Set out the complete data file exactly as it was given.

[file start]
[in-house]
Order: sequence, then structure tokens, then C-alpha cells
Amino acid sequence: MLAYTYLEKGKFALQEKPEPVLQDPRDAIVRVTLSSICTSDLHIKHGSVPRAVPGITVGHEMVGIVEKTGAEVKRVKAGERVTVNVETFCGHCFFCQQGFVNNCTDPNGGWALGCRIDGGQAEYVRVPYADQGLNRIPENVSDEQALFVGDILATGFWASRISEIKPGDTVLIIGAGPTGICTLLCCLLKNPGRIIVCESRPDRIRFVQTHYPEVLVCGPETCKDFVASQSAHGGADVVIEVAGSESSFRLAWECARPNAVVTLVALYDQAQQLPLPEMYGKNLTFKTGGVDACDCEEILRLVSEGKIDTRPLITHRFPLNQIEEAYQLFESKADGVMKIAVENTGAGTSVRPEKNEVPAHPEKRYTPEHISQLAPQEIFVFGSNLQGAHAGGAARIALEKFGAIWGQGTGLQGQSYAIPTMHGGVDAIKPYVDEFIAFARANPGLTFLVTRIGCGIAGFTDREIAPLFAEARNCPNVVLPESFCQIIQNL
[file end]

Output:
[in-house]
Order: sequence, then structure tokens, then C-alpha cells
Amino acid sequence: MLAYTYLEKGKFALQEKPEPVLQDPRDAIVRVTLSSICTSDLHIKHGSVPRAVPGITVGHEMVGIVEKTGAEVKRVKAGERVTVNVETFCGHCFFCQQGFVNNCTDPNGGWALGCRIDGGQAEYVRVPYADQGLNRIPENVSDEQALFVGDILATGFWASRISEIKPGDTVLIIGAGPTGICTLLCCLLKNPGRIIVCESRPDRIRFVQTHYPEVLVCGPETCKDFVASQSAHGGADVVIEVAGSESSFRLAWECARPNAVVTLVALYDQAQQLPLPEMYGKNLTFKTGGVDACDCEEILRLVSEGKIDTRPLITHRFPLNQIEEAYQLFESKADGVMKIAVENTGAGTSVRPEKNEVPAHPEKRYTPEHISQLAPQEIFVFGSNLQGAHAGGAARIALEKFGAIWGQGTGLQGQSYAIPTMHGGVDAIKPYVDEFIAFARANPGLTFLVTRIGCGIAGFTDREIAPLFAEARNCPNVVLPESFCQIIQNL